This reduced pitch input to the driver allowed him to drive at higher speeds
before the dynamic ride level he experienced exceeded the US Army's limit of 6
watts of average absorbed power in the vertical direction. This permitted cross country speeds
much better than the M60A2 in tests carried out at the APG facility.
This tank was and still is very impressive. It is 29* 8" long with gun
forward and only 7' 5" at normal operating height and 11' 15" wide. The
thick gun mantlet and huge sloping turret are very impressive. The turret was
equipped with a pop-up gun mount carrying a remote controlled 20mm cannon. Eight
single-barreled smoke grenade launchers were mounted on each side of the turret.
Another innovation on this tank was the complex variable height, Teledyne
Continental Model 2812 dual piston hydro pneumatic suspension system , which
enabled the tank to drop its overall height to reduce its silhouette in a static
firing position. It could drop to a clearance of only 4.5 inches and then to rise
for cross country mobility with a maximum clearance of 28 inches. This was an
engineering and mechanic's nightmare with leaks and problems. The controls permitted an adjustment of
front/rear, left/right or any combination thereof.
The turret was fully stabilized; the tank was equipped with a laser range
finder, a ballistic computer, environmental control / life support system, night
sights, spaced armor and advanced power train. The quality control assurance and
reliability were set at a standard never before realized.
The MBT70 embodied such excellent safety features as spaced armor to defeat
incoming rounds, with bulkheads, fireproof doors and blow-out type sections in
the ammunition storage area to minimize crew injury when a hit was received.
Self-sealing fuel tanks were also included. The MBT70 could travel 400 miles on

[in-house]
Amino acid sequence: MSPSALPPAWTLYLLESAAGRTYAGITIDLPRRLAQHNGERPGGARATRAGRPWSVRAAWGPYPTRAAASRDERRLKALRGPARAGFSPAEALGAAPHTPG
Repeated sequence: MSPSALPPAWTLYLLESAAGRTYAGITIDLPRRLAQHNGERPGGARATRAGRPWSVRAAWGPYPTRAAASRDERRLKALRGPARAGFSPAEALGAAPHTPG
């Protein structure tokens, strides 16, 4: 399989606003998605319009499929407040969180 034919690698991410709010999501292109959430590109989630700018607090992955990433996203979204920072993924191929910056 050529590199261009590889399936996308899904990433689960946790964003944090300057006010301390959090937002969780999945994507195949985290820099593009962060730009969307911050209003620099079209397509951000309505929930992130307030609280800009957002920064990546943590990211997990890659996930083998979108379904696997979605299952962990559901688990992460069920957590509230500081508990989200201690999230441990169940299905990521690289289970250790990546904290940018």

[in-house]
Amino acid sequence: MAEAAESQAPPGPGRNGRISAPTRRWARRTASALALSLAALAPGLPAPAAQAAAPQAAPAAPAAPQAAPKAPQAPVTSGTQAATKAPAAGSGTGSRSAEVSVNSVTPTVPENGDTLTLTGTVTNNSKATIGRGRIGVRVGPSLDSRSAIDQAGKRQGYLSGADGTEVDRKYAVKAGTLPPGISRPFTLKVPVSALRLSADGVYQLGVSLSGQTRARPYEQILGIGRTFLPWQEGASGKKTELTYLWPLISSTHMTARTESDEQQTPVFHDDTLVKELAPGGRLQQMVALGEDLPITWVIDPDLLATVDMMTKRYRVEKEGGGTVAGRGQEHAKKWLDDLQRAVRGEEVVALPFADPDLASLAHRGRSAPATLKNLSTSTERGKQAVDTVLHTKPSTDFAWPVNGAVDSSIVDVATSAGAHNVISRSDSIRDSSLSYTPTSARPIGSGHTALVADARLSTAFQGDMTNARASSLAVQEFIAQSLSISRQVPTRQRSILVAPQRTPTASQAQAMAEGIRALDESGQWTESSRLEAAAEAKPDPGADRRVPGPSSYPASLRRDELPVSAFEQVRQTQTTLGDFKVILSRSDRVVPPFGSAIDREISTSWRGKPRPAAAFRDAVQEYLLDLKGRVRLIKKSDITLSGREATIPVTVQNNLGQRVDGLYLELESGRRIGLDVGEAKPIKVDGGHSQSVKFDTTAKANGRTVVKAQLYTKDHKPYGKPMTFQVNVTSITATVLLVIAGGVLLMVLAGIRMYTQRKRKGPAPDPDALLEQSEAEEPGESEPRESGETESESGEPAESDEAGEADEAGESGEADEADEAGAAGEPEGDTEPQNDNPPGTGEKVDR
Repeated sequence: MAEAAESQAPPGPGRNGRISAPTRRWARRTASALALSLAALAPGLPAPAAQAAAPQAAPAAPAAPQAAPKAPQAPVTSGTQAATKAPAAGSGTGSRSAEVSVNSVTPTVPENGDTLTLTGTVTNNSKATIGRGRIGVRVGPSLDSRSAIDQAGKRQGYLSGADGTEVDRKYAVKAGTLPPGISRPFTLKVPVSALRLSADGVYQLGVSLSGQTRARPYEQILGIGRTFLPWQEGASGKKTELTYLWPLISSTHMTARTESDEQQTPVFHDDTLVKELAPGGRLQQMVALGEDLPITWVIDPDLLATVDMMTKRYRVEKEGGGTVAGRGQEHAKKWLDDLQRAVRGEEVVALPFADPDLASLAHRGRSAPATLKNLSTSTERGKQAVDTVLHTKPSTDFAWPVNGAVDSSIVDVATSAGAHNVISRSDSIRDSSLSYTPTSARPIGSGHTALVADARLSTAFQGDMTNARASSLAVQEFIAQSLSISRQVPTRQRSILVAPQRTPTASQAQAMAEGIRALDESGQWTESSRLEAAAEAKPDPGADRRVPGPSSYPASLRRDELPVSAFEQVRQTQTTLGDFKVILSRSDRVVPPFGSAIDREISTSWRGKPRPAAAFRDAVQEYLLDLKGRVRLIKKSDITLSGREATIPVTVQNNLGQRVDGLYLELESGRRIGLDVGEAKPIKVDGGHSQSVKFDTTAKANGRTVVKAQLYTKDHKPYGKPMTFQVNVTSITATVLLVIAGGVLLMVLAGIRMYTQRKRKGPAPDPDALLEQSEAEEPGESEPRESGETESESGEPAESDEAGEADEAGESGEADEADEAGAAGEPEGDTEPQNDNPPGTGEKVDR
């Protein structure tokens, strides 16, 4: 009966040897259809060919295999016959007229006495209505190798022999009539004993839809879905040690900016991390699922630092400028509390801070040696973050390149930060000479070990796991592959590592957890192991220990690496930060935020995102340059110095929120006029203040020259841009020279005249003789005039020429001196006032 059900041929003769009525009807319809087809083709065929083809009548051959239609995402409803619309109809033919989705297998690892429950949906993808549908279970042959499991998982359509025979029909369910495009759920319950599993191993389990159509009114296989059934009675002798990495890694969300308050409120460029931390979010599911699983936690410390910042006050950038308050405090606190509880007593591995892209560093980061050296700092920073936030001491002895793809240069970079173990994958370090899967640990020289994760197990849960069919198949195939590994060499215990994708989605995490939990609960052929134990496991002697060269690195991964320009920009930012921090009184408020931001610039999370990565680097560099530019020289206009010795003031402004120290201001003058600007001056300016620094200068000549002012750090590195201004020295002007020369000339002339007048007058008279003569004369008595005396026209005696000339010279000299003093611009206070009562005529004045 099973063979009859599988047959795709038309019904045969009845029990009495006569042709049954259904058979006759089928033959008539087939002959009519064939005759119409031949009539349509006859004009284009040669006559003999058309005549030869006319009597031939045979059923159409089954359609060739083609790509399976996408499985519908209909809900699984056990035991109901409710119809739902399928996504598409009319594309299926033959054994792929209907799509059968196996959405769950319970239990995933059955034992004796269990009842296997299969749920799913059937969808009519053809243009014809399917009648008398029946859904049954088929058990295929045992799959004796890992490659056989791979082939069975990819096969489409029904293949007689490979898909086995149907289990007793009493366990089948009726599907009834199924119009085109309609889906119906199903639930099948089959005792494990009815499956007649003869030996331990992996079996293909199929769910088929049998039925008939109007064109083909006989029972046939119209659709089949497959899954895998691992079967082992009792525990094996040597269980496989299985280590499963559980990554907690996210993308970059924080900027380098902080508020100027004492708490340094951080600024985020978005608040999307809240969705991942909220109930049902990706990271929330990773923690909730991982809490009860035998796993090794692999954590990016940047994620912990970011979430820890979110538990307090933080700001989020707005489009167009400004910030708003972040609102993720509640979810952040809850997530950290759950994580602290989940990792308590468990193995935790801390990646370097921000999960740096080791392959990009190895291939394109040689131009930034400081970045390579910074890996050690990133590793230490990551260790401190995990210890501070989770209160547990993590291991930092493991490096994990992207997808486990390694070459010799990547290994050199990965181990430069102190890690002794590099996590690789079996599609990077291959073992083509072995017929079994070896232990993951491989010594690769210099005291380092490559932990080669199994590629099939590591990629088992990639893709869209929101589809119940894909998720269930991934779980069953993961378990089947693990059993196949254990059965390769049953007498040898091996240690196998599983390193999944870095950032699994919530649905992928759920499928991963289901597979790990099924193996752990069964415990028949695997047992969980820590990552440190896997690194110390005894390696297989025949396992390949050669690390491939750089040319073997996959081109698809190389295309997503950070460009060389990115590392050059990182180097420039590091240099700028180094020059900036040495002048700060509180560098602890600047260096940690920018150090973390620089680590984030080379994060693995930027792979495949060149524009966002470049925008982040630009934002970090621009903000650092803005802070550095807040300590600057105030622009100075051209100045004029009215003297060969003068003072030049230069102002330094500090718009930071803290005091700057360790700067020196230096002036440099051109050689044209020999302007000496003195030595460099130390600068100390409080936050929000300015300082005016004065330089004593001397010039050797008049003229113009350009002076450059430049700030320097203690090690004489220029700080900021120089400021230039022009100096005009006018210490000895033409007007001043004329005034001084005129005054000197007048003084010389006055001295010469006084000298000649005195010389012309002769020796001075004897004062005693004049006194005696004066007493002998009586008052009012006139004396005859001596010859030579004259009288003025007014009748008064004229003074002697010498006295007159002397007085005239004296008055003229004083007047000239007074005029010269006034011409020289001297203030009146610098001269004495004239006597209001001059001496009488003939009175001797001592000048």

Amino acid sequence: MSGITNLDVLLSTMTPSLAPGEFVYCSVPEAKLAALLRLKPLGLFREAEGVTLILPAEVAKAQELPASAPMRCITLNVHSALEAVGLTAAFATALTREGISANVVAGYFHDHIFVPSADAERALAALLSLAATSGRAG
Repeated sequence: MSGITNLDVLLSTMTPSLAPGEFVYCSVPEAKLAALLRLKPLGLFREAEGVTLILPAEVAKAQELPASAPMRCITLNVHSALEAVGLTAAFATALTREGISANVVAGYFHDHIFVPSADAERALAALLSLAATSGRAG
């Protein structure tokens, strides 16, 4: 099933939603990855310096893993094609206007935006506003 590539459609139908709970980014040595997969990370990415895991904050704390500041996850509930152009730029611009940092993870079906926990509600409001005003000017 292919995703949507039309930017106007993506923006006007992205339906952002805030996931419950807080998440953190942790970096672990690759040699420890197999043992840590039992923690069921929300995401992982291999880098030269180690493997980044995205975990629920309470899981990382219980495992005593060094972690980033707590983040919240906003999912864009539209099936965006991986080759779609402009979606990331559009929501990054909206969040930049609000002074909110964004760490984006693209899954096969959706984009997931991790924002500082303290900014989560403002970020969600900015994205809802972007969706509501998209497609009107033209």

400 gallons of fuel, ford an 8-foot deep stream and climb a 70% grade or cross a
9-foot trench. The combat weight was 105,273 Ibs. or 52.6 tons.
The first prototypes were presented simultaneously in both Germany and the
U.S.A. in July 1967. Technical problems abounded and delays and costs
skyrocketed. At that time the cost of a single MBT70 was estimated at U.S. $1
million, whereas an M60A2 cost about $220,000. Congress grew increasingly
restive after spending more than $400 million in R&D and in 1969 denied any
further funds. The Army made a valiant attempt to salvage the program with the
XM803 less expensive version incorporating many of the desirable features of the
MBT70. Six were to be built, instead, an MBT70 was converted to XM803
specifications and this prototype still exists at Fort Knox, Kentucky.
When the joint project disintegrated, both countries began to work on austerity
versions of the Main Battle Tank to utilize some of the advanced technology
developed. The American prototype was designated initially as the XM815 but
later designated as the XM1 which eventually became the M1 Abrams.
The Germans developed the Leopard 2(AV) which was sent to Aberdeen where it was
evaluated versus the XMl prototypes. In January 1977, the U.S. formally
announced it had selected the XMl over the German Leopard 2 prototype, not an
Was the MBT70 born premature? The technology employed was new and experimental
with major design flaws and overruns. The problems encountered incorporating so
many new systems widened the gap between the partners. Joint ventures always
result in differences between the partners and this one was no different. Some
differences were minor, but others were major such as the American insistence on
using the ill-fated Shillelagh system while the Germans wanted the flexibility
of a projectile firing cannon. Interestingly, the Rheinmetall 120mm cannon was
later adopted for the Abrams M1A1 tank. This program showed what a modern tank
would cost. The XM1 program that followed cost more than the projected costs of
the MBT70, even without all the high tech features.
The MBT70 on this web site and
the specimen exhibited
at Aberdeen are still very popular with visitors.
Thomas M. Tencza
I . "Tanks of the World", David Miller, MBI Publishing, 2000.
2. "U.S. Military Tracked Vehicles", Fred W. Crismon, MBI Publishing,
3. "Museum Ordnance" magazine, January 1992.
4. Personal Communication , R. Criswell